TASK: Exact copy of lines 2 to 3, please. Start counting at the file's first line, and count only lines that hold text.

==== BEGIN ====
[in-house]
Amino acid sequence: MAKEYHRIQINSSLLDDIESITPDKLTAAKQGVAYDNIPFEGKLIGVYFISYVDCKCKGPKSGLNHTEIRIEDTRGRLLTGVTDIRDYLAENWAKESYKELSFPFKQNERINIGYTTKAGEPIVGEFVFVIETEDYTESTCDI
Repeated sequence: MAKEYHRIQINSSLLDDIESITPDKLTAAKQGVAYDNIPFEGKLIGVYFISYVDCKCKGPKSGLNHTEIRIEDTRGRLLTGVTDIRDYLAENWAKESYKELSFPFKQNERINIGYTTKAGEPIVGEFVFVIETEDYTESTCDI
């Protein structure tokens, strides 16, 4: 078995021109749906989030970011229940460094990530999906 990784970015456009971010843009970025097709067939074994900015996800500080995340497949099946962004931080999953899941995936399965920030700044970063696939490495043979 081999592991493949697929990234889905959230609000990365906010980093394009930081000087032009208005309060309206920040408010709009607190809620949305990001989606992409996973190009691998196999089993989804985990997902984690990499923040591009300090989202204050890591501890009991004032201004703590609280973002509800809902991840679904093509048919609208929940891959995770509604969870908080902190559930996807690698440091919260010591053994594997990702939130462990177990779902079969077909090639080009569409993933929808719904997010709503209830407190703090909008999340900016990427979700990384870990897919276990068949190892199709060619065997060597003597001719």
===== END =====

Amino acid sequence: MAKEYHRIQINSSLLDDIESITPDKLTAAKQGVAYDNIPFEGKLIGVYFISYVDCKCKGPKSGLNHTEIRIEDTRGRLLTGVTDIRDYLAENWAKESYKELSFPFKQNERINIGYTTKAGEPIVGEFVFVIETEDYTESTCDI
Repeated sequence: MAKEYHRIQINSSLLDDIESITPDKLTAAKQGVAYDNIPFEGKLIGVYFISYVDCKCKGPKSGLNHTEIRIEDTRGRLLTGVTDIRDYLAENWAKESYKELSFPFKQNERINIGYTTKAGEPIVGEFVFVIETEDYTESTCDI